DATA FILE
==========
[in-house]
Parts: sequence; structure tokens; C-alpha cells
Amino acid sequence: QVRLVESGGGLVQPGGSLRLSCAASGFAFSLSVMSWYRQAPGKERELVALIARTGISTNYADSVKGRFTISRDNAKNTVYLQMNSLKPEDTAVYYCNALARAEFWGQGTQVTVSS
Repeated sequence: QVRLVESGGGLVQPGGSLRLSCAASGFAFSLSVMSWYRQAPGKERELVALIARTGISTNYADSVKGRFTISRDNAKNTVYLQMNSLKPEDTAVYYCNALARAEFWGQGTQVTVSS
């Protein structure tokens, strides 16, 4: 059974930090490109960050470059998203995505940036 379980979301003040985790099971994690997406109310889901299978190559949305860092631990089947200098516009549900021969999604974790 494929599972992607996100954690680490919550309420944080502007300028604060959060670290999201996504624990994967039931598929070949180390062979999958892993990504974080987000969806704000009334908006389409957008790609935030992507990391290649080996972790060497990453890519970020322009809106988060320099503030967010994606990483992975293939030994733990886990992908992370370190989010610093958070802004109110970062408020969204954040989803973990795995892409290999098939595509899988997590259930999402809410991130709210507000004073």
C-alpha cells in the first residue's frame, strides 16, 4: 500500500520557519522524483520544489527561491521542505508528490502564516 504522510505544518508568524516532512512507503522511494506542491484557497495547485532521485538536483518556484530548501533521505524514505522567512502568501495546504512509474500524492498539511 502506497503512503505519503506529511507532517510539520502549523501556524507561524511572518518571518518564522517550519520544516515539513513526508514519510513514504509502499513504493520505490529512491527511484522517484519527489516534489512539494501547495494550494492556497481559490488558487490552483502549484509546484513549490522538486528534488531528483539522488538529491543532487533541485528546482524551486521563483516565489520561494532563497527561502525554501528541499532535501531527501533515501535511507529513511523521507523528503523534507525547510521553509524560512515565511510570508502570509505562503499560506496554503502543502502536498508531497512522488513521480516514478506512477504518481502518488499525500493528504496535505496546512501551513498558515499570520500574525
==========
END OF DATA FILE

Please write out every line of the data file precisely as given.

[in-house]
Parts: sequence; structure tokens; C-alpha cells
Amino acid sequence: QVRLVESGGGLVQPGGSLRLSCAASGFAFSLSVMSWYRQAPGKERELVALIARTGISTNYADSVKGRFTISRDNAKNTVYLQMNSLKPEDTAVYYCNALARAEFWGQGTQVTVSS
Repeated sequence: QVRLVESGGGLVQPGGSLRLSCAASGFAFSLSVMSWYRQAPGKERELVALIARTGISTNYADSVKGRFTISRDNAKNTVYLQMNSLKPEDTAVYYCNALARAEFWGQGTQVTVSS
């Protein structure tokens, strides 16, 4: 059974930090490109960050470059998203995505940036 379980979301003040985790099971994690997406109310889901299978190559949305860092631990089947200098516009549900021969999604974790 494929599972992607996100954690680490919550309420944080502007300028604060959060670290999201996504624990994967039931598929070949180390062979999958892993990504974080987000969806704000009334908006389409957008790609935030992507990391290649080996972790060497990453890519970020322009809106988060320099503030967010994606990483992975293939030994733990886990992908992370370190989010610093958070802004109110970062408020969204954040989803973990795995892409290999098939595509899988997590259930999402809410991130709210507000004073």
C-alpha cells in the first residue's frame, strides 16, 4: 500500500520557519522524483520544489527561491521542505508528490502564516 504522510505544518508568524516532512512507503522511494506542491484557497495547485532521485538536483518556484530548501533521505524514505522567512502568501495546504512509474500524492498539511 502506497503512503505519503506529511507532517510539520502549523501556524507561524511572518518571518518564522517550519520544516515539513513526508514519510513514504509502499513504493520505490529512491527511484522517484519527489516534489512539494501547495494550494492556497481559490488558487490552483502549484509546484513549490522538486528534488531528483539522488538529491543532487533541485528546482524551486521563483516565489520561494532563497527561502525554501528541499532535501531527501533515501535511507529513511523521507523528503523534507525547510521553509524560512515565511510570508502570509505562503499560506496554503502543502502536498508531497512522488513521480516514478506512477504518481502518488499525500493528504496535505496546512501551513498558515499570520500574525